We’re just a few days away from the opening nights of our Tennessee Williams summer repertory, and we wanted to give you a sneak peek inside the process from the point of view of our two leads, the fabulous Carolyn LePine and Joshua Stenvick. But before we get to the interviews, don’t forget you can still get two tickets for the price of one to EITHER “Summer & Smoke” or “The Eccentricities of a Nightingale” by clicking the link below. In fact, since you can buy two deals, you could get two tickets to see BOTH shows for the price of ONE show. Happy summer.
GO HERE FOR 2 for 1 TICKETS!
R: What drew you to audition for this show?
JOSHUA: Two summers ago I did some stand up comedy, last summer I did Shakespeare in rep. I like to find projects in the summer months that challenge me and help me grow as an actor and a person. Came across the audition notice online, almost like fate had pulled me to it, and the rest is history. Plus, it’s Tennessee Williams.
CAROLYN: I have been wanting Duluth and the local theaters to do more Tennessee Williams for a long while, so I knew right away it was an awesome opportunity.
R: Have you done Tennessee Williams’ plays before?
JOSHUA: Outside of a classroom setting, no, I’ve never. It was one of the few things I’ve wanted to do in my performance lifetime and it’s been a goal, so to say that I’ve done two, makes me really pleased. I feel blessed and grateful to have this opportunity. He’s such a brilliant playwright and the experience has just been peaches.
CAROLYN: Never! Scratch one off my bucket list. I hope it won’t be the last, however – Williams is my favorite playwright of all time.
R: What’s been the biggest challenge for you in acting in both shows?
JOSHUA: The million dollar question. Having two different directors, for me, as been the biggest challenge. It’s like having two fathers in your life. Double the expectations and double the disappointments! That, and working on any Tennessee play is a challenge in itself. There’s so many layers to his material that you can always find something to discuss or explore. Making sure my character is his own person in each show has also been a challenge, but that’s been the most fun aspect of acting in both shows.
CAROLYN: The biggest challenge has been the sheer volume of things to learn/remember. Not JUST the lines, but the blocking, the different props, etc. If these two shows were completely different, I think it would have been easier, but there are vague similarities everywhere, and that has been the hardest part.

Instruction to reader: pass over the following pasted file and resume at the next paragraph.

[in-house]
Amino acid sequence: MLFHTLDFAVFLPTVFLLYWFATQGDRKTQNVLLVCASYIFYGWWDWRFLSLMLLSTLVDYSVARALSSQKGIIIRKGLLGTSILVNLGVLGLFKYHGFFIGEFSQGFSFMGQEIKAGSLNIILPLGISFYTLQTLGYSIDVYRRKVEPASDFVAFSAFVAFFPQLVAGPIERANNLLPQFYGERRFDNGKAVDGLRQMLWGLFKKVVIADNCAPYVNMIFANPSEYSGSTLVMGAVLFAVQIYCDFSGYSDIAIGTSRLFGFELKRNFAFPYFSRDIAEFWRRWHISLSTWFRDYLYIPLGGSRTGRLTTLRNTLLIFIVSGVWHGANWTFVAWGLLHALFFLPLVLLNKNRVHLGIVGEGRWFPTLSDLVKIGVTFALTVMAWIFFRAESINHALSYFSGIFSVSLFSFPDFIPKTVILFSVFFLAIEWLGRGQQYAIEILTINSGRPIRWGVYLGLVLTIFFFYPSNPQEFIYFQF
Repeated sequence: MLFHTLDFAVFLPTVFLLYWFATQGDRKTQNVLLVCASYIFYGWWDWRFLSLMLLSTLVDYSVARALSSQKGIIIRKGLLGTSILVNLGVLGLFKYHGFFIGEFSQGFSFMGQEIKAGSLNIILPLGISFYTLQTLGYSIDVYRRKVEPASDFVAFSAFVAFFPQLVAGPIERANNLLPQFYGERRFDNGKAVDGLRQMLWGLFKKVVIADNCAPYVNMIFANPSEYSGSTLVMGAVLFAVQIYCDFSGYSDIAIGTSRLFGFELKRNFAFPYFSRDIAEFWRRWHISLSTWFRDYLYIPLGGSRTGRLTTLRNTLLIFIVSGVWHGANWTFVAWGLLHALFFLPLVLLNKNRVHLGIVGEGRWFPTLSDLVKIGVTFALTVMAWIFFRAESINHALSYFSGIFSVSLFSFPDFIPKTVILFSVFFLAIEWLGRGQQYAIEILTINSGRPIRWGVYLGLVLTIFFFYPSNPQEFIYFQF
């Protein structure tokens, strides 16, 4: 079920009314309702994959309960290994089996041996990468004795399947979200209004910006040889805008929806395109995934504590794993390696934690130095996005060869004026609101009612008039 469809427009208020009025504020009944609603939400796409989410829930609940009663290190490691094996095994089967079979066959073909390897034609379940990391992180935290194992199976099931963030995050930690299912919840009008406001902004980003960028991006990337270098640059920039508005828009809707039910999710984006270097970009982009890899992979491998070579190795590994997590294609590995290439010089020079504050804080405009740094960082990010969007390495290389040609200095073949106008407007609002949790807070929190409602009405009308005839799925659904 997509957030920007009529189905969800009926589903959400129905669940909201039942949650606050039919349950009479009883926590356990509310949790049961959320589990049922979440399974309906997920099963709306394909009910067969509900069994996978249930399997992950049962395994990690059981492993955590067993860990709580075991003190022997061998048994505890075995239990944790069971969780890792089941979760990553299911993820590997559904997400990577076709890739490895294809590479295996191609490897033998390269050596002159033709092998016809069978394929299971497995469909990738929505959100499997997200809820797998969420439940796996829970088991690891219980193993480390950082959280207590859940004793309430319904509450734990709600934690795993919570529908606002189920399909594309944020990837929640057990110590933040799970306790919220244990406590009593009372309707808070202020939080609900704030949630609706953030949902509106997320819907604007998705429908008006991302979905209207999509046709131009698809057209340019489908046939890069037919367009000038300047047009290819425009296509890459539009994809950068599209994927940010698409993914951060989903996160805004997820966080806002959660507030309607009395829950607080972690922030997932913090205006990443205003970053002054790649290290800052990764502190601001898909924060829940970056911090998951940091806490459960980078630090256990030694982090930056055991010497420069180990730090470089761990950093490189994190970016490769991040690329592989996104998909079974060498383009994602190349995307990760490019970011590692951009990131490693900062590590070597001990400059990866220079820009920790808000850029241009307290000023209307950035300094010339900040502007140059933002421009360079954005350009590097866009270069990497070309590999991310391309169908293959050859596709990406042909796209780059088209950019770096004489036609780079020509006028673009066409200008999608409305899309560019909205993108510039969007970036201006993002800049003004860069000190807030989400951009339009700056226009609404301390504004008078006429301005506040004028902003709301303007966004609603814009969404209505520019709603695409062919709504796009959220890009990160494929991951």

R: How do you keep your lines and blocking straight?
CAROLYN: I don’t. Kidding! Kind of! I guess I’d say getting into the groove before each rehearsal– looking over all my lines, going over my blocking in my mind, and trying to remember the specific (and different) character notes each director has given me, which sets each show apart.
JOSHUA: As my directors and co-stars will tell you, I don’t! Lines come, I’ve never been able to answer that question other than, ‘I just remember them’. When the world of the play and the characters and his objectives are so clear to you, remembering your lines is the easiest part of the process. Sorry, I know that answer was boring and technical, I’m just not that witty. As for blocking? Next question…
R: How do you remember which show your doing?
JOSHUA: Before I go to rehearsal for that particular show, I focus on that one and that one only. Try not to worry or think about the other show. Submerge myself in the script and my notes. There have been some mishaps, but it’s been great and I’ve never really worried about mixing the two up.
CAROLYN: I have to sit for at least 2 hours before each rehearsal and go over every line so that I can remember which show I will be rehearsing. I also have my script backstage to remind me.
R: What’s the one reason people should come see both of these shows?
CAROLYN: The writing is beautiful in both, but different. The shows have some of the same characters in them, but there is a definite difference in the FEEL of each show. Also, my role (Alma) was one of Tennessee Williams’ favorite characters he ever wrote, and he said he felt like she was the female version of himself. I think that’s really interesting, and a great reason to check it out!
JOSHUA: If you’re a literary buff, you’ll come for the language. If you’re a theatre buff, you’ll come because it’s one of the greatest playwrights who’s ever lived. If you simply want entertainment, we’re doing two shows that are almost the same, yet completely different, so there’s bound to be plenty of mistakes for you to laugh at. But mainly because you’re sick of summer television and the box office smashes of the summer haven’t hit the silver screen yet, so what else are you going to do? And you want to support local theatre. And, I hear they sell beer there. You said one reason? Sorry..